Yup! Jason was back at Hoochie and, as always, the crowd adored him.
He was in good voice - is he ever not? - Wonderwall; Beyond the Sea; Mr Bojangles; Ain't that a Kick in the Head? and Let it Snow had the room buzzing. The band were right behind him booting it along all the way.

Sunday, March 18, 2018

Rare footage of Panama Jazzmen (1952).

Rare vintage photo of the Panama Jazzmen at a dance in 1952. Those jitterbuggin' dancers could certainly cut a caper!

The line-up is Joe McMullin (trumpet); Ronnie McLean (trombone); Stan Martin (clarinet); Norman Rudd (piano); Joe Garner (bass); Teddy Hutchinson (drums) but who is the tenor player?
Note the sound was added later so that what you are hearing isn't what they are playing although it is from a Panama Jazzmen recording..
Could it be Don Armstrong on tenor? Previous posts indicate it might be a bit early for Don.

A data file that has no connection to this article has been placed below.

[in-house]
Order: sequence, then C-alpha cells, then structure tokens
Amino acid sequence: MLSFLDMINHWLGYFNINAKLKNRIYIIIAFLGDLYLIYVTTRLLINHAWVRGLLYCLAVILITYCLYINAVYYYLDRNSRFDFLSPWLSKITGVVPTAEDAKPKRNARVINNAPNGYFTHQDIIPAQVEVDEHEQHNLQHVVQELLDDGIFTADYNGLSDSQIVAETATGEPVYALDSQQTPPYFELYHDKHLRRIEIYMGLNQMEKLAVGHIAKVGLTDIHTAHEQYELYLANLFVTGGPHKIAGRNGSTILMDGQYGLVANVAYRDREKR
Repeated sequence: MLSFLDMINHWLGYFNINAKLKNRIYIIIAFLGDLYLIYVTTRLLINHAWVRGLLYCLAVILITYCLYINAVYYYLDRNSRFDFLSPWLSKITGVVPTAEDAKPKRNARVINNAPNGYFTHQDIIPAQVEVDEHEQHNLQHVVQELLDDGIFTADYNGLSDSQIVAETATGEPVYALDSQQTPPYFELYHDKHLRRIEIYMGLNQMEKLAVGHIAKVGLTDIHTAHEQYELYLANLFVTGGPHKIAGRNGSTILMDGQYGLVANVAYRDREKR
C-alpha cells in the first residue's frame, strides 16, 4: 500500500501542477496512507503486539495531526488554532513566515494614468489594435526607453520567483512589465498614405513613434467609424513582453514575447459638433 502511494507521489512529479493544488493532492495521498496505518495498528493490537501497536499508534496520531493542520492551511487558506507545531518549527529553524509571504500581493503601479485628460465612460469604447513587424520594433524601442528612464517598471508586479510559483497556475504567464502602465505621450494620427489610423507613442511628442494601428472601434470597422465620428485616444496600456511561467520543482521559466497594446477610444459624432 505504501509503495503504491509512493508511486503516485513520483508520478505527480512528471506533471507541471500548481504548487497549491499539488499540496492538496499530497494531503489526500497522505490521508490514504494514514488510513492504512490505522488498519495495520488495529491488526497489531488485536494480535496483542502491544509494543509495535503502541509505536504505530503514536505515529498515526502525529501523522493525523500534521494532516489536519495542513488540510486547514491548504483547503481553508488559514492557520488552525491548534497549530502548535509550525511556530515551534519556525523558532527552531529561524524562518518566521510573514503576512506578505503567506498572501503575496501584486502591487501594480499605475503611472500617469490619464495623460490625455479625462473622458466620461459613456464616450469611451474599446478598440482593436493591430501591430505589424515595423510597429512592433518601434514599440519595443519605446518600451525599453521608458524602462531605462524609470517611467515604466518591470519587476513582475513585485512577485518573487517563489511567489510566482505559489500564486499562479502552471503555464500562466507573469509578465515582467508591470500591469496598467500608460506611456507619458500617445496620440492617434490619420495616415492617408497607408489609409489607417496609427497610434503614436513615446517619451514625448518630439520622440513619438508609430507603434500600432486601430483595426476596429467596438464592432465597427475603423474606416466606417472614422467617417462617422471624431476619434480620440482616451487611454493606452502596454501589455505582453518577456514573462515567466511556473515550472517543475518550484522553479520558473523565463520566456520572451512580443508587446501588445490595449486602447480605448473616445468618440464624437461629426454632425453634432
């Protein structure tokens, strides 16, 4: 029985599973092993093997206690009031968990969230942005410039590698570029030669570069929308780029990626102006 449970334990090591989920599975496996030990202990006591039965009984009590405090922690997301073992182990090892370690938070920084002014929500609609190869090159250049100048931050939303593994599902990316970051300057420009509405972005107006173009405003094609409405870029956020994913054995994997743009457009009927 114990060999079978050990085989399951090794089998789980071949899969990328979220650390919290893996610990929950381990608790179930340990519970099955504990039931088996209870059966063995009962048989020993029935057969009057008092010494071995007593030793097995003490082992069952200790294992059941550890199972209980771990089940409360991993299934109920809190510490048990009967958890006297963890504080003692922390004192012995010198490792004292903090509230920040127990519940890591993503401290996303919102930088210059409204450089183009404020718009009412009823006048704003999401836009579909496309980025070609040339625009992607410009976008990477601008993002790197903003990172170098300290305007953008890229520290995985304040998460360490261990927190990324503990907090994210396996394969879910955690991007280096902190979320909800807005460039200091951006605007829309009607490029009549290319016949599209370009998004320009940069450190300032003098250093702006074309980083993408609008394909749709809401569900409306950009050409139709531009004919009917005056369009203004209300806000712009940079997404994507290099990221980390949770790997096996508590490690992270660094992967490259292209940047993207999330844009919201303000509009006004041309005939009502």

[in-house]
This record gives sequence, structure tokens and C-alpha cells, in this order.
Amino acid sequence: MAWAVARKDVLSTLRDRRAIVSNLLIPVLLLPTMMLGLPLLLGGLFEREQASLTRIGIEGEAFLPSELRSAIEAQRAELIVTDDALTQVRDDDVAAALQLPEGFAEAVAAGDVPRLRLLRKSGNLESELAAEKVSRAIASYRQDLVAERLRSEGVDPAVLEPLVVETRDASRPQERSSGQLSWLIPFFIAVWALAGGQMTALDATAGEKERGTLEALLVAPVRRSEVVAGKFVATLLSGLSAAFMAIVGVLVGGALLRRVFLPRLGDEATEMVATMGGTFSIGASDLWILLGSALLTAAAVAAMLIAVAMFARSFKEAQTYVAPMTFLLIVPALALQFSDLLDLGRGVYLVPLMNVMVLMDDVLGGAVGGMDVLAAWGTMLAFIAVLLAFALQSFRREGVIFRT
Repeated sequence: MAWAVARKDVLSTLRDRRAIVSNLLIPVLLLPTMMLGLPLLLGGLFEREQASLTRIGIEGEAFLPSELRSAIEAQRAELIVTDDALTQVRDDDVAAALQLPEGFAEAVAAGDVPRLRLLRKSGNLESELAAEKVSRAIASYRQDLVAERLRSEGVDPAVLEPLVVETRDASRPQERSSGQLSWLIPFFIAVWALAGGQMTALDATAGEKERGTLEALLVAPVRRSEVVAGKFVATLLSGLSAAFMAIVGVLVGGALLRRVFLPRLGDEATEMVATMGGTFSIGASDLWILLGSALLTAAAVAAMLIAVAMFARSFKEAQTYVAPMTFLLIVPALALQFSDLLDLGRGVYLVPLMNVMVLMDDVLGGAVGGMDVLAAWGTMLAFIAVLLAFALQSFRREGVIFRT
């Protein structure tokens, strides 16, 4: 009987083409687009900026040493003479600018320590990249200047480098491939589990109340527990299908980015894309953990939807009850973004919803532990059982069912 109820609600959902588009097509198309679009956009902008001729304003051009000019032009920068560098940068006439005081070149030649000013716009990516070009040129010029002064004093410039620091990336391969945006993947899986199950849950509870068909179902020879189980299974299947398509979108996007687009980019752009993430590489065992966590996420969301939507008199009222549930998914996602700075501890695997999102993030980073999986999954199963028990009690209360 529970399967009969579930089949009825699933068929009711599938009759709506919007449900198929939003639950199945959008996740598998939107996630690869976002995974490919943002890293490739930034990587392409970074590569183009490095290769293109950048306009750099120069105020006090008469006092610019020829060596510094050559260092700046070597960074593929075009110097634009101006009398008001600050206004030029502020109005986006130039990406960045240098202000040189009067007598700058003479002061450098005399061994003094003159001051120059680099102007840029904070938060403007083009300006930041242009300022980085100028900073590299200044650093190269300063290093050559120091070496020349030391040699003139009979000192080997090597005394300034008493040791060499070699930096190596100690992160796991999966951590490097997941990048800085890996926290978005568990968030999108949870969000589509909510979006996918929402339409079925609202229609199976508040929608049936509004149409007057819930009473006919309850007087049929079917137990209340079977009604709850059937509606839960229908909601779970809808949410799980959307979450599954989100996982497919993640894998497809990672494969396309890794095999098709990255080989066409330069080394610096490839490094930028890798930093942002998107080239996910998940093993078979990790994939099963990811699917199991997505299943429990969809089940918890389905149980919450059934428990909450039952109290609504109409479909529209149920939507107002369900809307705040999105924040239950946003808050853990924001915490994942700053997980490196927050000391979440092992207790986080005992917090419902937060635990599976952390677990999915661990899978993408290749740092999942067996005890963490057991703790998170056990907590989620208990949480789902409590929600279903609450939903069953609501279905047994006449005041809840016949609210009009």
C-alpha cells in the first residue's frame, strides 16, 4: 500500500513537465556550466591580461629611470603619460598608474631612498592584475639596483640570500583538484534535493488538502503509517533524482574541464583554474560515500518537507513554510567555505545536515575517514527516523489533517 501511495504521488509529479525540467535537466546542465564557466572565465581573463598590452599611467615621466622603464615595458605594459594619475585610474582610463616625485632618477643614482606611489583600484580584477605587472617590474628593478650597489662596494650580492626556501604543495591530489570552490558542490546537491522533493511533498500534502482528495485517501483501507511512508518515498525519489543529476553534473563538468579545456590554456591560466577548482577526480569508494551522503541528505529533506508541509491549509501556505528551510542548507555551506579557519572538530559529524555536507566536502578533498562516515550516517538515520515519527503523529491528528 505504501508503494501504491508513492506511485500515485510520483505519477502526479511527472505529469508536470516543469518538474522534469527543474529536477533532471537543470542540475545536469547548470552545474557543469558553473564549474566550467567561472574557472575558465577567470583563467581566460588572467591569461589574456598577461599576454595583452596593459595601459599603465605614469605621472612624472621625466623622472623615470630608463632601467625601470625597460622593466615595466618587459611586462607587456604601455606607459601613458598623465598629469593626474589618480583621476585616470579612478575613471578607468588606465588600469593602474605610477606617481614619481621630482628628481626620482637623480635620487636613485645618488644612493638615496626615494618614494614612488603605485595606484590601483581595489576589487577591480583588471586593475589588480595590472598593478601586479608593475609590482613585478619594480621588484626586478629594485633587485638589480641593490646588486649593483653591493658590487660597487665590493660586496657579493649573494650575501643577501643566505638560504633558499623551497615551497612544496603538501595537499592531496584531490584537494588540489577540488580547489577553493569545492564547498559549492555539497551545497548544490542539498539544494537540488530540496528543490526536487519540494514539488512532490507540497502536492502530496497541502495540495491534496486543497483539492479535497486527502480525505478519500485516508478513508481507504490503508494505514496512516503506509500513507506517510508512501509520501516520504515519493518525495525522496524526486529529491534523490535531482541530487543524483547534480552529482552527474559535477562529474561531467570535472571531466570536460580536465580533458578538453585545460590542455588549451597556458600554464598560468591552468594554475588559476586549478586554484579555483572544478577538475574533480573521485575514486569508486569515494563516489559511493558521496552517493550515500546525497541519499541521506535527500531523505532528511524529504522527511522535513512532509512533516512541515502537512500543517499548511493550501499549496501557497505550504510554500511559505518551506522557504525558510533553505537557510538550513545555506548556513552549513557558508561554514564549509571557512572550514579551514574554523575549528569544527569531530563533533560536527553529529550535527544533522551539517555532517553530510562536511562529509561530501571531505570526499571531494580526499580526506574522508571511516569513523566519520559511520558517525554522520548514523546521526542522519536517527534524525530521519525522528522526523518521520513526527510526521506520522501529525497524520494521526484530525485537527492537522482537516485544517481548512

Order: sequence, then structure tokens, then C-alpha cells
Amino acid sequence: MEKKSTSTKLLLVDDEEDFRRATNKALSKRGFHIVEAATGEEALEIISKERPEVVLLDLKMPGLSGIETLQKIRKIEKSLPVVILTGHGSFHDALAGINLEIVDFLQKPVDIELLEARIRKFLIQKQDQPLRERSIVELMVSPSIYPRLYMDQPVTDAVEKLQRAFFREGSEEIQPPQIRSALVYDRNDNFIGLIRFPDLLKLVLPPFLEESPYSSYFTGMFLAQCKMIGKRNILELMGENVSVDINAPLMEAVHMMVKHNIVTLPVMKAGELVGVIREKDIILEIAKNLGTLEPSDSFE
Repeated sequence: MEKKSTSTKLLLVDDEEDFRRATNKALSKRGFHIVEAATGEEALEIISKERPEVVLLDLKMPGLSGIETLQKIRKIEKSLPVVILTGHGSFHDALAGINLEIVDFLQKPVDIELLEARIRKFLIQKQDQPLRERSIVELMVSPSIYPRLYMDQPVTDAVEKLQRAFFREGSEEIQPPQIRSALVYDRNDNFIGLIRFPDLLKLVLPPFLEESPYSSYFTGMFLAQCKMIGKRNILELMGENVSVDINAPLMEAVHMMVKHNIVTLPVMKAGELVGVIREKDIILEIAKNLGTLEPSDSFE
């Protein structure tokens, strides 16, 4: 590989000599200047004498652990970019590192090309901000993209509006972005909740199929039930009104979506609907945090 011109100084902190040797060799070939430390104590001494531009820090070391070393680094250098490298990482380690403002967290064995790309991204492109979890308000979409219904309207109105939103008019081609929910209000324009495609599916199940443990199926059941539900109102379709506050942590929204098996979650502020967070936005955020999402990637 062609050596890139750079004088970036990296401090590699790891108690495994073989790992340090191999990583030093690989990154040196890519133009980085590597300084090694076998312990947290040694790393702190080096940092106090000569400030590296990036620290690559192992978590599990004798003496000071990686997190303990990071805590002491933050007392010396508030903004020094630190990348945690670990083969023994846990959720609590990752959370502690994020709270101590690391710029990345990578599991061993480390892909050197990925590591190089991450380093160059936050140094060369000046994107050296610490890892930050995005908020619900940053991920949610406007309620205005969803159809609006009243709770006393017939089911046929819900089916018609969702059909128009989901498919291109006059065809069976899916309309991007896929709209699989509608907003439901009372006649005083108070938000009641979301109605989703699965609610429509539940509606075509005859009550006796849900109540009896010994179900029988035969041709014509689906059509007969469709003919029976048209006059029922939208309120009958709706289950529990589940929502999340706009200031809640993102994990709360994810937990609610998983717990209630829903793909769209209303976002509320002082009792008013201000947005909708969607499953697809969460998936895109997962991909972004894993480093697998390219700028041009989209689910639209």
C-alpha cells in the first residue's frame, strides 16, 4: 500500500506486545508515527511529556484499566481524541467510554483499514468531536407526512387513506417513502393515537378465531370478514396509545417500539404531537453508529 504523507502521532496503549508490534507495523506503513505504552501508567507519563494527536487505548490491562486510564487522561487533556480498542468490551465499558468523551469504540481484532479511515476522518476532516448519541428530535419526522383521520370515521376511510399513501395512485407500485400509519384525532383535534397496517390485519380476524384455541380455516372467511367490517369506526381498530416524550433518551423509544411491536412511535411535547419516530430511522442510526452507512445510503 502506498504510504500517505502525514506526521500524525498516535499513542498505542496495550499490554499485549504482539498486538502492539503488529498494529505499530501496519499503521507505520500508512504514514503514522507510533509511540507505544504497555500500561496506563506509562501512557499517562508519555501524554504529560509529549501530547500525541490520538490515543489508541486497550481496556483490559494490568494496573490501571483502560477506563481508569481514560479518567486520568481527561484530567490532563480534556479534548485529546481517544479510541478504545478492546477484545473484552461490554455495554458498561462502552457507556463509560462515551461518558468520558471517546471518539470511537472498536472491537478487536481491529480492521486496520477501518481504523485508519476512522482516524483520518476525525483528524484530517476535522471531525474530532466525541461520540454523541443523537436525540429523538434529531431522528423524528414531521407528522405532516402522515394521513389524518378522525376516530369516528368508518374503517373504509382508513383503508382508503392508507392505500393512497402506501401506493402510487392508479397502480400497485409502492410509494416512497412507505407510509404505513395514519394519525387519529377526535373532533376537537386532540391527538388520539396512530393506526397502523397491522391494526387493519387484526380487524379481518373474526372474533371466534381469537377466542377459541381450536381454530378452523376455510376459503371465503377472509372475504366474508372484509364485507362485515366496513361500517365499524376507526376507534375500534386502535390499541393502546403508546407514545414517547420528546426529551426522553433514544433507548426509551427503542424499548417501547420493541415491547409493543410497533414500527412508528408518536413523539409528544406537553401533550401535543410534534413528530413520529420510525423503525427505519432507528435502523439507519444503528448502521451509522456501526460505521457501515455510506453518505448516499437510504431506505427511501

Comments please.
Thanks to Alan and Steve Rudd for this discovery and editing.

Jonny Deps In Darlo! The Paul Edis Sextet @ OPUS 4 Darlington, March 16.

Adam Sinclair (drums); Mick Shoulder (bass): Chris Hibbard (trombone); Jonny Dunn (trumpet/flugel); Graeme Wilson (tenor/flute);  Paul Edis (piano).
(Review/photos by Jerry)
It was the best of times, it was the worst of times, the weather was unspeakable, the music was sublime. Welcome to Opus 4 and an all too rare gig by this sextet. A familiar face (and hat) was missing from the line up with Graham Hardy being replaced by a remembered face (from a gig in Crook in 2014), Jonny Dunn.
The opener, Out of Nowhere, with Jonny Dunn first up to solo, brought appreciative calls of “Yeah!” from the audience. It was the only standard of the evening, the other 12 tunes being originals – one each from Graeme Wilson and Graham Hardy with all the rest composed by the band-leader himself.